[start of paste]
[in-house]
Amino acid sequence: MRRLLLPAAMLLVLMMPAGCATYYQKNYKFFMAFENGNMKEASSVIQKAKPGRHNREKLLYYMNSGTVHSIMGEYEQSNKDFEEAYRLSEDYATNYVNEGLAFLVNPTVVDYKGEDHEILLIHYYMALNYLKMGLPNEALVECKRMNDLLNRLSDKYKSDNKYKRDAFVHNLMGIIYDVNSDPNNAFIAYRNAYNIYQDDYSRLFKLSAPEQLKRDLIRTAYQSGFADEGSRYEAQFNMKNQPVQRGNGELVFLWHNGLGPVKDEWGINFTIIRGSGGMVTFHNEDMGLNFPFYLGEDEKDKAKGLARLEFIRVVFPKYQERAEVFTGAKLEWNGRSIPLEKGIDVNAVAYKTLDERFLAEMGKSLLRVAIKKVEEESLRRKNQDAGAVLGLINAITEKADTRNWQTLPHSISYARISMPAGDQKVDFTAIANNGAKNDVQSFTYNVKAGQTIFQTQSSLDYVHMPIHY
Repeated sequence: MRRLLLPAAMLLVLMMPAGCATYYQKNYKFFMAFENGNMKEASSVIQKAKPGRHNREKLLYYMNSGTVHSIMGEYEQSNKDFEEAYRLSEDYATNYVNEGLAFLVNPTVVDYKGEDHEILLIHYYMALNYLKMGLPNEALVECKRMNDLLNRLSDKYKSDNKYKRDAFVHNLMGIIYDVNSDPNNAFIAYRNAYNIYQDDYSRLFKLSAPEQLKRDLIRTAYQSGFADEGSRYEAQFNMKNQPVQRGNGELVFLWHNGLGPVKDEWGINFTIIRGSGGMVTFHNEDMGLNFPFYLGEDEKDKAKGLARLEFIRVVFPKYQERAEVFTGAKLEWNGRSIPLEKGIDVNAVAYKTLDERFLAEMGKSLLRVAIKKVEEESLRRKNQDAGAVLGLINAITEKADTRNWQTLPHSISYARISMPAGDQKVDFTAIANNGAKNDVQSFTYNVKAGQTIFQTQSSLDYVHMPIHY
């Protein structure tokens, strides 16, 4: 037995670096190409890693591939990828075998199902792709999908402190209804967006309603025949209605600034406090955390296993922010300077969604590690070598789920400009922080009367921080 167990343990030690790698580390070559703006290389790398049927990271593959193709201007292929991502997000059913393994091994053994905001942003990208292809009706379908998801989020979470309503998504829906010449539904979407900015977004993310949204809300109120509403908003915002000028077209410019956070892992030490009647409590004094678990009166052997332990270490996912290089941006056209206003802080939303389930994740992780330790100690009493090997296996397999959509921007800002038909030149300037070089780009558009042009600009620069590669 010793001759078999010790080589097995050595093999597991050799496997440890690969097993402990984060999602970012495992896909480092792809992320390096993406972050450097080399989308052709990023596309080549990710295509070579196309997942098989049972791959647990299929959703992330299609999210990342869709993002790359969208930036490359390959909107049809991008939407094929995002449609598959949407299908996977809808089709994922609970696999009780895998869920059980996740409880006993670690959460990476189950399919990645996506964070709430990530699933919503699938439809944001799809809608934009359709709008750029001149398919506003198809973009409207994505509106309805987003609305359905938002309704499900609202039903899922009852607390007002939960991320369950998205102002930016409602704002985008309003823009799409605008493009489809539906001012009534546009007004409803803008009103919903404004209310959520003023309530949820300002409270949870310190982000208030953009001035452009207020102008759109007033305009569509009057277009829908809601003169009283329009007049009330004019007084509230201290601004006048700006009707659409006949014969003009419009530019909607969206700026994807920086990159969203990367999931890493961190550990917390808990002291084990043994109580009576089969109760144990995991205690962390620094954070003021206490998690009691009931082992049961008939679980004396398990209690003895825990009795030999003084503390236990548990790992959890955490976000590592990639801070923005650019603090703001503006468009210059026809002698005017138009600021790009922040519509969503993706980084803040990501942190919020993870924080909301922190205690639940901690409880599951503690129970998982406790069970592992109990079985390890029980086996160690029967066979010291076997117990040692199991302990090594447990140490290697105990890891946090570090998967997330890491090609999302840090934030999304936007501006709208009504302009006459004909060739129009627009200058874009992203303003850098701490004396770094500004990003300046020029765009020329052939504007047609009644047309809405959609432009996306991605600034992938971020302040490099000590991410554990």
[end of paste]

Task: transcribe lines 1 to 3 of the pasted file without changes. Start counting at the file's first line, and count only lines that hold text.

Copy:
[in-house]
Amino acid sequence: MRRLLLPAAMLLVLMMPAGCATYYQKNYKFFMAFENGNMKEASSVIQKAKPGRHNREKLLYYMNSGTVHSIMGEYEQSNKDFEEAYRLSEDYATNYVNEGLAFLVNPTVVDYKGEDHEILLIHYYMALNYLKMGLPNEALVECKRMNDLLNRLSDKYKSDNKYKRDAFVHNLMGIIYDVNSDPNNAFIAYRNAYNIYQDDYSRLFKLSAPEQLKRDLIRTAYQSGFADEGSRYEAQFNMKNQPVQRGNGELVFLWHNGLGPVKDEWGINFTIIRGSGGMVTFHNEDMGLNFPFYLGEDEKDKAKGLARLEFIRVVFPKYQERAEVFTGAKLEWNGRSIPLEKGIDVNAVAYKTLDERFLAEMGKSLLRVAIKKVEEESLRRKNQDAGAVLGLINAITEKADTRNWQTLPHSISYARISMPAGDQKVDFTAIANNGAKNDVQSFTYNVKAGQTIFQTQSSLDYVHMPIHY
Repeated sequence: MRRLLLPAAMLLVLMMPAGCATYYQKNYKFFMAFENGNMKEASSVIQKAKPGRHNREKLLYYMNSGTVHSIMGEYEQSNKDFEEAYRLSEDYATNYVNEGLAFLVNPTVVDYKGEDHEILLIHYYMALNYLKMGLPNEALVECKRMNDLLNRLSDKYKSDNKYKRDAFVHNLMGIIYDVNSDPNNAFIAYRNAYNIYQDDYSRLFKLSAPEQLKRDLIRTAYQSGFADEGSRYEAQFNMKNQPVQRGNGELVFLWHNGLGPVKDEWGINFTIIRGSGGMVTFHNEDMGLNFPFYLGEDEKDKAKGLARLEFIRVVFPKYQERAEVFTGAKLEWNGRSIPLEKGIDVNAVAYKTLDERFLAEMGKSLLRVAIKKVEEESLRRKNQDAGAVLGLINAITEKADTRNWQTLPHSISYARISMPAGDQKVDFTAIANNGAKNDVQSFTYNVKAGQTIFQTQSSLDYVHMPIHY